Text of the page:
This is how you die this time: on a crowded bus, with your back to the door. The throng pushes against you, and the rind peels back, expelling you out into traffic. You drift for a second on the air, eyes open wide to the morning sun, light and feathery, heart beating slow to the rhythm of your commute.

You tuck and roll, or try to, but the ground slaps you down and drags itself across your body, tearing clothes, ripping flesh, bludgeoning your head, back, and arms. You are shattered and splintered before the Lexus, its wheels still freely spinning, its driver’s face, hands, joints all paralyzed, crashes into and through you.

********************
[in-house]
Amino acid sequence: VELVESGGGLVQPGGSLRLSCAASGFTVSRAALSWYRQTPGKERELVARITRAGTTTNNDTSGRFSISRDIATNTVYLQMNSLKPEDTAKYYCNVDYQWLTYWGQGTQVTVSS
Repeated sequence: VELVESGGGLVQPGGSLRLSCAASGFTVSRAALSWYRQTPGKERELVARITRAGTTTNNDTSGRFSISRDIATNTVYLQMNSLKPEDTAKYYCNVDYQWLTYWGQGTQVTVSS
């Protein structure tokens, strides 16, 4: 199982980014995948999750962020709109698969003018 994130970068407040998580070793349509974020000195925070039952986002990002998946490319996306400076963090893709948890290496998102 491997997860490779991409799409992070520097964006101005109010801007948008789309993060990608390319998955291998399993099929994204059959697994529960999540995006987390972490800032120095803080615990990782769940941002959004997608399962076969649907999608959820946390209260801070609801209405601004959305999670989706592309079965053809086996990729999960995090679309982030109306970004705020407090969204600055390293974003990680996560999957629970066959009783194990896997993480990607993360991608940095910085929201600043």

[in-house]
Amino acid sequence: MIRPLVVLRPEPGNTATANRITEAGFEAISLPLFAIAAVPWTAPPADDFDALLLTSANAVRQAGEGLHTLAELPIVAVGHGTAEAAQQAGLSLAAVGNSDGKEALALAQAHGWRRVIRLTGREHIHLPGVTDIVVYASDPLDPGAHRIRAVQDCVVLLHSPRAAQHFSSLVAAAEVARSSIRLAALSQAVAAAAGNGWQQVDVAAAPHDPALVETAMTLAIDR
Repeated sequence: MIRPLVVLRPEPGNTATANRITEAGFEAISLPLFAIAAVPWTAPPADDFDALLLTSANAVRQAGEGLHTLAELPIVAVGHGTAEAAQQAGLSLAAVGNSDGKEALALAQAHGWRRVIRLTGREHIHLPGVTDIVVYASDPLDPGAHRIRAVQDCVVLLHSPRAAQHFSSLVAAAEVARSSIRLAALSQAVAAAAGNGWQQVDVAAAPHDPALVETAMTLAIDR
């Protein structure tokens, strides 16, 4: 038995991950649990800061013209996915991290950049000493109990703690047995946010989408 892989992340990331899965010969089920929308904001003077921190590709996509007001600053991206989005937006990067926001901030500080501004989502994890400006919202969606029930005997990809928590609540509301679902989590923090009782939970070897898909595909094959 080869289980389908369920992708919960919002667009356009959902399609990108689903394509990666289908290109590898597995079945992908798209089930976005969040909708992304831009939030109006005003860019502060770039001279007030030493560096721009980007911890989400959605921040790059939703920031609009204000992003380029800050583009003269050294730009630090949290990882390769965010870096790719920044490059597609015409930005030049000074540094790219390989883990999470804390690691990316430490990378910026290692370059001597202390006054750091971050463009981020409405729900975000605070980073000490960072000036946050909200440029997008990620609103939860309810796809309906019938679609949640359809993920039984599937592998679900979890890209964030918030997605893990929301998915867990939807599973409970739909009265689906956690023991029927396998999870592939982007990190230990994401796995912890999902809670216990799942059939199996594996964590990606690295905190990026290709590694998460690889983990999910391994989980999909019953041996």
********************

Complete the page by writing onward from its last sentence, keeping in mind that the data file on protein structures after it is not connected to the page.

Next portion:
Your head peels like a grape.

All in all, a painless death, too quick to feel or appreciate. By the time you have registered the moment it’s over, kindling doused by a cool spadeful of earth. Your organs, prime specimens, help 43 people across the country: liver, kidneys (left and right), right eye (the left is ruined), pancreas, lungs, intestines. They put warning signs on the buses in your honor: DO NOT LEAN AGAINST THE DOOR.